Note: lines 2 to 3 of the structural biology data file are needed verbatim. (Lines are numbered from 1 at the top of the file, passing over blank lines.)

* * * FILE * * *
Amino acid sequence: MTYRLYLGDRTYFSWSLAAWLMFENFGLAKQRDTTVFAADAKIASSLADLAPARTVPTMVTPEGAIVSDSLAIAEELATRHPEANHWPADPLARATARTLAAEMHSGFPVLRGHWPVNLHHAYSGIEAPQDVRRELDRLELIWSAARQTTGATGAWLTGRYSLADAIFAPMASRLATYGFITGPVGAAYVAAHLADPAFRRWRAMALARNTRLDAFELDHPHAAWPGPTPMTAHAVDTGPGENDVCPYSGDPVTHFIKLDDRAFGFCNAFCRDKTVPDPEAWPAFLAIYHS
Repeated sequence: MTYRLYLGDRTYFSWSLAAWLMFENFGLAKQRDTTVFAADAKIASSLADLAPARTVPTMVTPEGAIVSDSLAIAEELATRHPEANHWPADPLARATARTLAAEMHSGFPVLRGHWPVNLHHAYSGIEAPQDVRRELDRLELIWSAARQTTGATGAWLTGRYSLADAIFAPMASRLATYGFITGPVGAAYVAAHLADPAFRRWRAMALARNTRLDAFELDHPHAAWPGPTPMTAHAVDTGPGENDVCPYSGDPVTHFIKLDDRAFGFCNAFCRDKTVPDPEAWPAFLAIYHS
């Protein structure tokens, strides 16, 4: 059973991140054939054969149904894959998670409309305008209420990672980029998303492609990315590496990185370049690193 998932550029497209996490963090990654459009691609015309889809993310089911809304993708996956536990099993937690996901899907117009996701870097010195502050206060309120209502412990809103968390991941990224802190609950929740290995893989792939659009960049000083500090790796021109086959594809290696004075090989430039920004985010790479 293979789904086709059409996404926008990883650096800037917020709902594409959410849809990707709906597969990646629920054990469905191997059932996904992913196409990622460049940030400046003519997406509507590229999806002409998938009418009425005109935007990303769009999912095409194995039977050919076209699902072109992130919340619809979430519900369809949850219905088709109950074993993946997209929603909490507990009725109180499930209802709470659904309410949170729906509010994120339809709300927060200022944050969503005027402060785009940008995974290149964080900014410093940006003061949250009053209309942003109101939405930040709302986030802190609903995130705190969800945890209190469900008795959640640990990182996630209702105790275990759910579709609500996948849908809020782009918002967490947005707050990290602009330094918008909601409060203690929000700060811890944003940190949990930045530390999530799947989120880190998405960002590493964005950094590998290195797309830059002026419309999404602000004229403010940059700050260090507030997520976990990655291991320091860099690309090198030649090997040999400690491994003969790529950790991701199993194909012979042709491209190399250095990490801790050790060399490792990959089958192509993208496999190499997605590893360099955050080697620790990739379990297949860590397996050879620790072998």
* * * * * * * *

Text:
Repeated sequence: MTYRLYLGDRTYFSWSLAAWLMFENFGLAKQRDTTVFAADAKIASSLADLAPARTVPTMVTPEGAIVSDSLAIAEELATRHPEANHWPADPLARATARTLAAEMHSGFPVLRGHWPVNLHHAYSGIEAPQDVRRELDRLELIWSAARQTTGATGAWLTGRYSLADAIFAPMASRLATYGFITGPVGAAYVAAHLADPAFRRWRAMALARNTRLDAFELDHPHAAWPGPTPMTAHAVDTGPGENDVCPYSGDPVTHFIKLDDRAFGFCNAFCRDKTVPDPEAWPAFLAIYHS
């Protein structure tokens, strides 16, 4: 059973991140054939054969149904894959998670409309305008209420990672980029998303492609990315590496990185370049690193 998932550029497209996490963090990654459009691609015309889809993310089911809304993708996956536990099993937690996901899907117009996701870097010195502050206060309120209502412990809103968390991941990224802190609950929740290995893989792939659009960049000083500090790796021109086959594809290696004075090989430039920004985010790479 293979789904086709059409996404926008990883650096800037917020709902594409959410849809990707709906597969990646629920054990469905191997059932996904992913196409990622460049940030400046003519997406509507590229999806002409998938009418009425005109935007990303769009999912095409194995039977050919076209699902072109992130919340619809979430519900369809949850219905088709109950074993993946997209929603909490507990009725109180499930209802709470659904309410949170729906509010994120339809709300927060200022944050969503005027402060785009940008995974290149964080900014410093940006003061949250009053209309942003109101939405930040709302986030802190609903995130705190969800945890209190469900008795959640640990990182996630209702105790275990759910579709609500996948849908809020782009918002967490947005707050990290602009330094918008909601409060203690929000700060811890944003940190949990930045530390999530799947989120880190998405960002590493964005950094590998290195797309830059002026419309999404602000004229403010940059700050260090507030997520976990990655291991320091860099690309090198030649090997040999400690491994003969790529950790991701199993194909012979042709491209190399250095990490801790050790060399490792990959089958192509993208496999190499997605590893360099955050080697620790990739379990297949860590397996050879620790072998």